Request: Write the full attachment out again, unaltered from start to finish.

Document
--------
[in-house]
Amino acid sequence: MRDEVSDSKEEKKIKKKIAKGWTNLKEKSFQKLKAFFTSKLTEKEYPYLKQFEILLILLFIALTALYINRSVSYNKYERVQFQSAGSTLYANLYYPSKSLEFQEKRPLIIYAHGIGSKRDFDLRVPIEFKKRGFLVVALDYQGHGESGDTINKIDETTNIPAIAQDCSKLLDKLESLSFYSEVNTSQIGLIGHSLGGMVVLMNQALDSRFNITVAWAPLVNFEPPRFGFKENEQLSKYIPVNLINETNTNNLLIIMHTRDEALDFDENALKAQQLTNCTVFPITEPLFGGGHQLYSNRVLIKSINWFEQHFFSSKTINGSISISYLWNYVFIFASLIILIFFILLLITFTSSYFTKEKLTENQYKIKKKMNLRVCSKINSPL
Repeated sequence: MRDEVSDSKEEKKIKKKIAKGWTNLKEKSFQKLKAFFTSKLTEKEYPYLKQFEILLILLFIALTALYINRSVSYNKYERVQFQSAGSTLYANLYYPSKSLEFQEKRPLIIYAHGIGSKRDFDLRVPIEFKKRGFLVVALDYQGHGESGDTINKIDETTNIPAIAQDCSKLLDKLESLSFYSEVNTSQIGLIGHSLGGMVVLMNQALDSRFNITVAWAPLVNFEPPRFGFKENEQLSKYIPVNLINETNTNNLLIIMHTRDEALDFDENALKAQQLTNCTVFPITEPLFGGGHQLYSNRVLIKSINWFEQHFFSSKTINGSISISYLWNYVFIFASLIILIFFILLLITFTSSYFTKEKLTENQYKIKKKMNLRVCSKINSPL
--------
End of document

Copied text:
[in-house]
Amino acid sequence: MRDEVSDSKEEKKIKKKIAKGWTNLKEKSFQKLKAFFTSKLTEKEYPYLKQFEILLILLFIALTALYINRSVSYNKYERVQFQSAGSTLYANLYYPSKSLEFQEKRPLIIYAHGIGSKRDFDLRVPIEFKKRGFLVVALDYQGHGESGDTINKIDETTNIPAIAQDCSKLLDKLESLSFYSEVNTSQIGLIGHSLGGMVVLMNQALDSRFNITVAWAPLVNFEPPRFGFKENEQLSKYIPVNLINETNTNNLLIIMHTRDEALDFDENALKAQQLTNCTVFPITEPLFGGGHQLYSNRVLIKSINWFEQHFFSSKTINGSISISYLWNYVFIFASLIILIFFILLLITFTSSYFTKEKLTENQYKIKKKMNLRVCSKINSPL
Repeated sequence: MRDEVSDSKEEKKIKKKIAKGWTNLKEKSFQKLKAFFTSKLTEKEYPYLKQFEILLILLFIALTALYINRSVSYNKYERVQFQSAGSTLYANLYYPSKSLEFQEKRPLIIYAHGIGSKRDFDLRVPIEFKKRGFLVVALDYQGHGESGDTINKIDETTNIPAIAQDCSKLLDKLESLSFYSEVNTSQIGLIGHSLGGMVVLMNQALDSRFNITVAWAPLVNFEPPRFGFKENEQLSKYIPVNLINETNTNNLLIIMHTRDEALDFDENALKAQQLTNCTVFPITEPLFGGGHQLYSNRVLIKSINWFEQHFFSSKTINGSISISYLWNYVFIFASLIILIFFILLLITFTSSYFTKEKLTENQYKIKKKMNLRVCSKINSPL